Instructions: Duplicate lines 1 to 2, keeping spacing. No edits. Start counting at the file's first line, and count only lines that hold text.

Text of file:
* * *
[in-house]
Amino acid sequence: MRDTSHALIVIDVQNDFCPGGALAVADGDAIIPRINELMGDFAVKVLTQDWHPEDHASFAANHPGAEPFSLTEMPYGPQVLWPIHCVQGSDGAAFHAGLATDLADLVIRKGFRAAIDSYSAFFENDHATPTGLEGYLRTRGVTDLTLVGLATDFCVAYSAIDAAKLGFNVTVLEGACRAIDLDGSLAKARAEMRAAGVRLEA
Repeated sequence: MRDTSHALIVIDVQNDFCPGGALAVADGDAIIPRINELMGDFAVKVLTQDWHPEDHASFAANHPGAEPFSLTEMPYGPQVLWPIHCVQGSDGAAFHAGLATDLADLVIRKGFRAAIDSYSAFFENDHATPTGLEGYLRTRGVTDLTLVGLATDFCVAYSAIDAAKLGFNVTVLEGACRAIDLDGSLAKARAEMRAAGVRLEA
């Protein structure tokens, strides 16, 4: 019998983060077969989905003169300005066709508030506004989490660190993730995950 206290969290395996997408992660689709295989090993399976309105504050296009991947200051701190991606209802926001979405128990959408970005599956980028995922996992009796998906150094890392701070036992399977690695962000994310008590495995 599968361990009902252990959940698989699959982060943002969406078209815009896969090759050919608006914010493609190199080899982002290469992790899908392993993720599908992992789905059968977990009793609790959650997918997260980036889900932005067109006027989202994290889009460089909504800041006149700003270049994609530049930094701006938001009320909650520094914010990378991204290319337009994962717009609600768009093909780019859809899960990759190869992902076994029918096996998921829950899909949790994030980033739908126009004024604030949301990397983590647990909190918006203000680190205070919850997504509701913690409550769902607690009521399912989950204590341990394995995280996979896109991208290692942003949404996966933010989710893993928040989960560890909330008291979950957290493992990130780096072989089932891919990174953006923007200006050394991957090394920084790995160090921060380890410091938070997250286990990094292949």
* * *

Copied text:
[in-house]
Amino acid sequence: MRDTSHALIVIDVQNDFCPGGALAVADGDAIIPRINELMGDFAVKVLTQDWHPEDHASFAANHPGAEPFSLTEMPYGPQVLWPIHCVQGSDGAAFHAGLATDLADLVIRKGFRAAIDSYSAFFENDHATPTGLEGYLRTRGVTDLTLVGLATDFCVAYSAIDAAKLGFNVTVLEGACRAIDLDGSLAKARAEMRAAGVRLEA